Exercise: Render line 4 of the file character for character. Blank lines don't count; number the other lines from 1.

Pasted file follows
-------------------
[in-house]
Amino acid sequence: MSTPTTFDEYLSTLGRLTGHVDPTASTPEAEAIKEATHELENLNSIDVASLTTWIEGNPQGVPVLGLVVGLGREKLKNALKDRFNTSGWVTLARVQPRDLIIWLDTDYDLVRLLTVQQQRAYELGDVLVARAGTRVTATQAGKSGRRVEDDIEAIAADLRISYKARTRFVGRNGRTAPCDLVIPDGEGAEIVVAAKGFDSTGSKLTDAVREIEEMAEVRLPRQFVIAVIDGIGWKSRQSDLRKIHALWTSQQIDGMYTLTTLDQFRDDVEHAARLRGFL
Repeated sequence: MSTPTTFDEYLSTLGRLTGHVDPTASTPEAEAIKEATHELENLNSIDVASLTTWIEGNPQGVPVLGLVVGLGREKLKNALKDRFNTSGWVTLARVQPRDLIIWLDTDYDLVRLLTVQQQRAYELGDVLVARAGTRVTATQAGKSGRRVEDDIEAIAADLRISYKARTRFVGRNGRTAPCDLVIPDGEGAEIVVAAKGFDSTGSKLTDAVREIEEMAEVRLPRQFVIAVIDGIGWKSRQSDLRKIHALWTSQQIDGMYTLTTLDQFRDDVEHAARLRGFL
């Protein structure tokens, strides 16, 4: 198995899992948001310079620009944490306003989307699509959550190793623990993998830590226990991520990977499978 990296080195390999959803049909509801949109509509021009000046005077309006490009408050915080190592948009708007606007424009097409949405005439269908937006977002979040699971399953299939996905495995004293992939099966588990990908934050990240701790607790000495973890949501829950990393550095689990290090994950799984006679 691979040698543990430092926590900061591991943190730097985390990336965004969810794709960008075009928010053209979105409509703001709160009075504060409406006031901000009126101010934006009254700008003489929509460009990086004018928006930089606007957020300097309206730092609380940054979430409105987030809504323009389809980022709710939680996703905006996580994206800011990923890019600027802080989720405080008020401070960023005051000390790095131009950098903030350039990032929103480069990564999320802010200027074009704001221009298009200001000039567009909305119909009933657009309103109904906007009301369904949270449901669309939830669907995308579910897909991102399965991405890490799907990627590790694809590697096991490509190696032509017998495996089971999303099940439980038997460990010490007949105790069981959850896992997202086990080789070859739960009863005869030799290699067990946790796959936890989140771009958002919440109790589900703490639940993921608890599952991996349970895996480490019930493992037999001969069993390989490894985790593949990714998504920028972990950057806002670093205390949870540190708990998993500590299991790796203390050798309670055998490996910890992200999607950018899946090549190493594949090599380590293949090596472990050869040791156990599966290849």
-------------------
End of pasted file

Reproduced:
């Protein structure tokens, strides 16, 4: 198995899992948001310079620009944490306003989307699509959550190793623990993998830590226990991520990977499978 990296080195390999959803049909509801949109509509021009000046005077309006490009408050915080190592948009708007606007424009097409949405005439269908937006977002979040699971399953299939996905495995004293992939099966588990990908934050990240701790607790000495973890949501829950990393550095689990290090994950799984006679 691979040698543990430092926590900061591991943190730097985390990336965004969810794709960008075009928010053209979105409509703001709160009075504060409406006031901000009126101010934006009254700008003489929509460009990086004018928006930089606007957020300097309206730092609380940054979430409105987030809504323009389809980022709710939680996703905006996580994206800011990923890019600027802080989720405080008020401070960023005051000390790095131009950098903030350039990032929103480069990564999320802010200027074009704001221009298009200001000039567009909305119909009933657009309103109904906007009301369904949270449901669309939830669907995308579910897909991102399965991405890490799907990627590790694809590697096991490509190696032509017998495996089971999303099940439980038997460990010490007949105790069981959850896992997202086990080789070859739960009863005869030799290699067990946790796959936890989140771009958002919440109790589900703490639940993921608890599952991996349970895996480490019930493992037999001969069993390989490894985790593949990714998504920028972990950057806002670093205390949870540190708990998993500590299991790796203390050798309670055998490996910890992200999607950018899946090549190493594949090599380590293949090596472990050869040791156990599966290849």